In the changing world of family life, parenting itself has come under closer examination. How important is quality parenting, who judges it, and is its provision the sole responsibility of parents – should parents just be left to get on with it? This unit explores what parenting actually means, what is meant by quality parenting, how it can be enhanced and promoted, and how services intended to promote quality parenting can be strengthened.

While working through this unit, you will be
Author(s): The Open University

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Learning outcomes

After studying this Unit you should be able to:

  • demonstrate your understanding of how social welfare policy started to evolve at a national level after World War II;

  • locate information relevant to social welfare through reference to a range of sources;

  • evaluate the reliability of information from different sources.


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Introduction

In this unit we explore questions of access to community services. To make what might be quite a dry task more challenging we use a fictionalised case study of two people for whom access to community services is particularly problematic. Jim and Marianne are both long-term heroin addicts. Additional problems associated with their addiction are homelessness and physical illness. Their situation raises both practical questions, about how services can be accessed, and moral questions, about enti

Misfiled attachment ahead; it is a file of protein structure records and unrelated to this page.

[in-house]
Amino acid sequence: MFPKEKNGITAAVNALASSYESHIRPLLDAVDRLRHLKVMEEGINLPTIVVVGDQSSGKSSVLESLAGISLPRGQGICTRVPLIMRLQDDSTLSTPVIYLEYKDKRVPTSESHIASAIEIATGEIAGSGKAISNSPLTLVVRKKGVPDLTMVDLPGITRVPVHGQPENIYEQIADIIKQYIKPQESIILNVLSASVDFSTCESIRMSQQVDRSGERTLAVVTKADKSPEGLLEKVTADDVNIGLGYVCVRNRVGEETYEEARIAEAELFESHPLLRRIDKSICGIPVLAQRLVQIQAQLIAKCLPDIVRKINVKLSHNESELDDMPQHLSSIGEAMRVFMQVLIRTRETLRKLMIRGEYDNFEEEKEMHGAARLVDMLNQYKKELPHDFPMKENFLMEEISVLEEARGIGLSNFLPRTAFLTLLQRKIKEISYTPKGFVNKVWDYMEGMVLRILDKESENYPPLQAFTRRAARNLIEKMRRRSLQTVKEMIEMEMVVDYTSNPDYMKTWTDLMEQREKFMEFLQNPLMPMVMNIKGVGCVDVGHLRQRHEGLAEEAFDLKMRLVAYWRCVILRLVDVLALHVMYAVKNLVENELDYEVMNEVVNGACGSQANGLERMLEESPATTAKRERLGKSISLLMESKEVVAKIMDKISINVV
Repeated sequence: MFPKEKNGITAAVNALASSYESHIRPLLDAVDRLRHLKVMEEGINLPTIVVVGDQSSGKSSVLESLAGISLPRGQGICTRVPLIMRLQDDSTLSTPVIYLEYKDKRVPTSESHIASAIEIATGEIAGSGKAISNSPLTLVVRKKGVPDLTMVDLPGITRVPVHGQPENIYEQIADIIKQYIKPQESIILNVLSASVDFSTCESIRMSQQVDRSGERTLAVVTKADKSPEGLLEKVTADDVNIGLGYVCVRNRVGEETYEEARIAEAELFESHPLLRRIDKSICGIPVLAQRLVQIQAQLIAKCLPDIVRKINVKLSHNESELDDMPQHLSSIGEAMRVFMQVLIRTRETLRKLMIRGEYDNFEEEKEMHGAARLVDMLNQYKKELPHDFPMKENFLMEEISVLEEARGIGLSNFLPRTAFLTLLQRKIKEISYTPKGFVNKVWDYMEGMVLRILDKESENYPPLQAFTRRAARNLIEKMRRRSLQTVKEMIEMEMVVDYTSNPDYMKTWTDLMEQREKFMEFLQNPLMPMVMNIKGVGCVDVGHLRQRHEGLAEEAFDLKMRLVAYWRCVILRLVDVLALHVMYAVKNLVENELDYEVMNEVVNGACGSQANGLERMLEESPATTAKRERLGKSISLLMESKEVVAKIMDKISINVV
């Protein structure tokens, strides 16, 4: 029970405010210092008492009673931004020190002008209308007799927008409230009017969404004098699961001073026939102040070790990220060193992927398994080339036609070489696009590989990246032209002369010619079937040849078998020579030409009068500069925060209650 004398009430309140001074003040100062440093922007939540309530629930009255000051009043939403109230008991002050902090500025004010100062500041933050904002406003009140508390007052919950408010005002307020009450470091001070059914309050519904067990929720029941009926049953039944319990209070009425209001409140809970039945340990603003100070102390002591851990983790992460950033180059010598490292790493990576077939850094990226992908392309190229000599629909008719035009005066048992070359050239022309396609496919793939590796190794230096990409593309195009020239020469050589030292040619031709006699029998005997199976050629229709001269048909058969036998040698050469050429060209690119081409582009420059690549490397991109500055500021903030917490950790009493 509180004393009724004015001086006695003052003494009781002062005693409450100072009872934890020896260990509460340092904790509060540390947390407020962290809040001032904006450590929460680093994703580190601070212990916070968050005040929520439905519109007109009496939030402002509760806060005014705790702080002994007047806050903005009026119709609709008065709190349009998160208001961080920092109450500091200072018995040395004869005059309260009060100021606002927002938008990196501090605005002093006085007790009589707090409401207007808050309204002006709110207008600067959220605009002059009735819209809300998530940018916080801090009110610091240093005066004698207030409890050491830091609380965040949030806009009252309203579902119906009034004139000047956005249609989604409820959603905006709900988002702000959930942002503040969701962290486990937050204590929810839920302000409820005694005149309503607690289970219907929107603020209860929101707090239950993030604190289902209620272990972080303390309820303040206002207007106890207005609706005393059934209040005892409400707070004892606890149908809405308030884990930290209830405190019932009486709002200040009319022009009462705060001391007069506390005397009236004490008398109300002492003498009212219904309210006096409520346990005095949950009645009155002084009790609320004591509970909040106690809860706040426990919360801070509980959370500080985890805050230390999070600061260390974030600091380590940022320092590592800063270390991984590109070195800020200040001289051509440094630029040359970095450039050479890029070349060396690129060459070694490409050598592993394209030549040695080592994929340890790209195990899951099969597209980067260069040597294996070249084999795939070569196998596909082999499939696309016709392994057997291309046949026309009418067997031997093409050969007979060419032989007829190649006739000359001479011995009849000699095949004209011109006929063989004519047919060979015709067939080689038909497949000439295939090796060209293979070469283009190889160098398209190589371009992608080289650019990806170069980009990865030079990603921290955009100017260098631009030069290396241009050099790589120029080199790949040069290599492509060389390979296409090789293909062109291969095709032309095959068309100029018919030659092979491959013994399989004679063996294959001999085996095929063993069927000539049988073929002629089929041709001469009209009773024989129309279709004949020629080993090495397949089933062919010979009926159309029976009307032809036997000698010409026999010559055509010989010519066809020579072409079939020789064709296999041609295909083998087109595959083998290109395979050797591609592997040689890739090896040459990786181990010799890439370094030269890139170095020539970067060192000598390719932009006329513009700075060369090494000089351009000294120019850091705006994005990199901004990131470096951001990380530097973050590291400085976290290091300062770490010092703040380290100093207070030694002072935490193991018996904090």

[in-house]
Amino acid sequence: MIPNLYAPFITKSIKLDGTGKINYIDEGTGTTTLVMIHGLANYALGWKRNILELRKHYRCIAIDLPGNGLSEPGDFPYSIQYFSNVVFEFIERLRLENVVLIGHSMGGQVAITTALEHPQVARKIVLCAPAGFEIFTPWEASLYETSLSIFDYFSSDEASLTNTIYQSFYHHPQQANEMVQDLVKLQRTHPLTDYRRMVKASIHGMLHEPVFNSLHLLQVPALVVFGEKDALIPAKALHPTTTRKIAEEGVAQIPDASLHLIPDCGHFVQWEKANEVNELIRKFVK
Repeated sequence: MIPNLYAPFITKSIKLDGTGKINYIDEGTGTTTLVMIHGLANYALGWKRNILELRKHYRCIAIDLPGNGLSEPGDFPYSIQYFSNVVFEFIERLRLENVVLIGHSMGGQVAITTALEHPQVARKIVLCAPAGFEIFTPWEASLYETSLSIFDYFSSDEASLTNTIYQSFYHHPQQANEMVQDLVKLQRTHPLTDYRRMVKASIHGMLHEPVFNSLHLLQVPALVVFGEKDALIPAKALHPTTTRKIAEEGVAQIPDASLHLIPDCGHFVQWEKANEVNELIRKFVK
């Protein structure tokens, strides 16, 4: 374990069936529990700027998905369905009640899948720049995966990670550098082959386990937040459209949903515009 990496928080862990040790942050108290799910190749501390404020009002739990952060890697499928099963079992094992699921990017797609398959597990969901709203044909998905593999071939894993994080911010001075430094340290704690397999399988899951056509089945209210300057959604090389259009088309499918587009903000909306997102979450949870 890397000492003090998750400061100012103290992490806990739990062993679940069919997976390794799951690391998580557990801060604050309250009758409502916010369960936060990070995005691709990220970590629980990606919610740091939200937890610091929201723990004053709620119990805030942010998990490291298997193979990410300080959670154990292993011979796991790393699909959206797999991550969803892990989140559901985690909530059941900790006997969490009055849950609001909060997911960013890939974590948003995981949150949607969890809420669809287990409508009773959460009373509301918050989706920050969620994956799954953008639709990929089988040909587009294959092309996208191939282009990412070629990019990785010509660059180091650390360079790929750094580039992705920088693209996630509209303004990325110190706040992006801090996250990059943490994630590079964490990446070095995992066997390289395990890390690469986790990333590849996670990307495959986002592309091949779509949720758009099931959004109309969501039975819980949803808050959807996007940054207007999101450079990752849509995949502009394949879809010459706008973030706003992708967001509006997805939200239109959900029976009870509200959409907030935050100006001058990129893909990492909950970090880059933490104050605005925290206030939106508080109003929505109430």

Author(s): The Open University

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References

Ariès, P. (1976) Western Attitudes Towards Death, Marion Boyars, London.
Cartwright, A., Hockey, L. and Anderson, J. (1973) Life before Death, Routledge and Kegan Paul, London.
Dinnage, R. (1990) The Ruffian on the Stair: Reflections on Death, Viking, London.
Fenwick, P. and Fenwick, E. (1996) ‘The near-death
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1.3.2 Recurrent themes

When the accounts of people who have described a near-death experience are looked at side by side it is possible to identify some common features. This isn’t to say that all of these features are present in every account, but that amidst variations there are certainly recurrent themes. The following list is compiled from a variety of studies, including the important study undertaken by Sabom (1982), himself initially sceptical.


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1.5.5 The modern day relationship

However, things have been changing since Stein outlined the doctor-nurse game. A more recent study in Sweden reported that:

In our investigation, the nurses who had been working for 15–20 years often emphasised that it was during the past 8–10 years that marked changes had occurred in their interplay with doctors. Relations in former times are described in terms such as: ‘one had to stand on tiptoe’, ‘the
Author(s): The Open University